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Entity Framework how to save a List of type int to database RRS feed

  • Question

  • I am trying to insert data from a Json string into a SQL database using Entity Framework. I am generating the models from Json2CSharp which gives the following classes.

    public class Dna
    {
        public string dnaType { get; set; }
        public int dnaTypeHash { get; set; }
        public string packedDna { get; set; }
    }
    
    public class CharacterColor
    {
        public string name { get; set; }
        public List<int> colors { get; set; }
    }
    
    public class WardrobeSet
    {
        public string slot { get; set; }
        public string recipe { get; set; }
    }
    
    public class RootObject
    {
        public string packedRecipeType { get; set; }
        public string name { get; set; }
        public string race { get; set; }
        public List<Dna> dna { get; set; }
        public List<CharacterColor> characterColors { get; set; }
        public List<WardrobeSet> wardrobeSet { get; set; }
        public string raceAnimatorController { get; set; }
    }

    However I can't save the List<int> in the CharacterColor class to the database, doing some reading I read that Entity Framework doesn't support lists of primitive types, so I thought the soloution would be to create another class called Color and then change the list<int> in the CharaterColor class to a List<Color>

    public class CharacterColor
    {
        public int Id { get; set; }
        public string Name { get; set; }
        public List<Color> Colors { get; set; }
    }
    
    public class Color
    {
        public int Id { get; set; }
        public int Value{ get; set; }        
    }

    However I recieve the error message "Could not cast or convert from System.Int64 to ORAC.Data.Entities.Color"

    Anyone able to offer a soloution? What is the correct way to handle list<int> with Entity Framework?

    thanks





    • Edited by Grey-Walker Sunday, December 16, 2018 10:20 PM
    Sunday, December 16, 2018 10:19 PM

All replies

  • Hi Grey-Walker,

    As the error message mentioned, We could not cast an Type int to class Color. So we could convert int to color via programming. like this:

    //data come from JSON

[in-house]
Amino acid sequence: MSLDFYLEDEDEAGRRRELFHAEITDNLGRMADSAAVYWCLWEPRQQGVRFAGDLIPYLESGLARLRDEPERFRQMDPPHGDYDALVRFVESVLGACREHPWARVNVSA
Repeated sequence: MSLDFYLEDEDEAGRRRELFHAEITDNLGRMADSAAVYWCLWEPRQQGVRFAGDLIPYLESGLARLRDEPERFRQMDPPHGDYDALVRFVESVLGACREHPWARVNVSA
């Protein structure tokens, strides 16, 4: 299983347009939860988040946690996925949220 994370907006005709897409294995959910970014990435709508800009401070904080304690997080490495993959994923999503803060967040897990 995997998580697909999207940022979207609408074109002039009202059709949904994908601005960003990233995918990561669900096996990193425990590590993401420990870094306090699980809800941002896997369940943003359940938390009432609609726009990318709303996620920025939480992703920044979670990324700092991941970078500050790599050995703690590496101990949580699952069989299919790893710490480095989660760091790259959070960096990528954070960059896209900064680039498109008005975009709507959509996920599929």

CharacterColor cc = new CharacterColor();
    //related code 
    
    //data come from database
    CharacterColorD ccd = new CharacterColorD();
    //other code
    
    ccd.Name = cc.name;
    ccd.Colors.Clear();
    foreach (var item in cc.colors)
    {
       Color c = new Color() { Value = item };
       ccd.Colors.Add(c);
    }

    Best regards,

    Zhanglong


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    Monday, December 17, 2018 1:45 AM
    Moderator
  • However I can't save the List<int> in the CharacterColor class to the database, doing some reading I read that Entity Framework doesn't support lists of primitive types,

    That doesn't make sense. EF is not concerned about a list of primitive types. It is what you are doing with the primitive type that is the potential problem.

    so I thought the soloution would be to create another class called Color and then change the list<int> in the CharaterColor class to a List<Color>

    However I recieve the error message "Could not cast or convert from System.Int64 to ORAC.Data.Entities.Color"

    Anyone able to offer a soloution? What is the correct way to handle list<int> with Entity Framework?

    It comes down to you understanding basic Object Oriented principles used by any OO language platform such as .NET or Java.

    A class is a blueprint for an object which defines fields, properties and methods/behavior for any given object. 

    Integer has its class that defines it. It doesn.t matter if int16, int32 or int64 they all have a class blueprint that defines them.

    https://docs.microsoft.com/en-us/dotnet/api/system.int32?view=netframework-4.7.2

    Then you made a Color class that is supposed to have its fields. properties and methods.

    So with this in mind about a class, the blueprint, that defines the object, you cannot tell an object that it's going to be another object without going through some kind of conversation process. You can't tell an integer object that it's going to harmoniously be a Color object, becuase the classes for each object are different, the plueprints

    https://alfredjava.wordpress.com/2008/07/08/class-vs-object-vs-instance/

    So the problem is with your basic understanding of how objects work in OO programming.

     


    • Edited by DA924x Monday, December 17, 2018 6:39 AM
    Monday, December 17, 2018 6:38 AM